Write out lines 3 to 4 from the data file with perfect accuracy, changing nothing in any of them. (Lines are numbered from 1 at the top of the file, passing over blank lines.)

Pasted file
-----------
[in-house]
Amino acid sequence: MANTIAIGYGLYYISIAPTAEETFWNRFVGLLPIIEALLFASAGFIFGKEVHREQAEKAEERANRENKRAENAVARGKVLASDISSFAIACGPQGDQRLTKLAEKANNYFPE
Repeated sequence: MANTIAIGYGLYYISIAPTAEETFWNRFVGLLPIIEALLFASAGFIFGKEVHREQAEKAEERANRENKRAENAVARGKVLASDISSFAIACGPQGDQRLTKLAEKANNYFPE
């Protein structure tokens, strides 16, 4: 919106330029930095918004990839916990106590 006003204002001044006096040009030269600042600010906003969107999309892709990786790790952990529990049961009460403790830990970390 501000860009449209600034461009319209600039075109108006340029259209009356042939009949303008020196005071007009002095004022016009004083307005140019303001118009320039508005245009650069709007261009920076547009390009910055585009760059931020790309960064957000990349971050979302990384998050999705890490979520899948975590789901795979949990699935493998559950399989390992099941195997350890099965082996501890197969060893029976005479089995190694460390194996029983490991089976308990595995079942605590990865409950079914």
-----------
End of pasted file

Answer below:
Repeated sequence: MANTIAIGYGLYYISIAPTAEETFWNRFVGLLPIIEALLFASAGFIFGKEVHREQAEKAEERANRENKRAENAVARGKVLASDISSFAIACGPQGDQRLTKLAEKANNYFPE
């Protein structure tokens, strides 16, 4: 919106330029930095918004990839916990106590 006003204002001044006096040009030269600042600010906003969107999309892709990786790790952990529990049961009460403790830990970390 501000860009449209600034461009319209600039075109108006340029259209009356042939009949303008020196005071007009002095004022016009004083307005140019303001118009320039508005245009650069709007261009920076547009390009910055585009760059931020790309960064957000990349971050979302990384998050999705890490979520899948975590789901795979949990699935493998559950399989390992099941195997350890099965082996501890197969060893029976005479089995190694460390194996029983490991089976308990595995079942605590990865409950079914």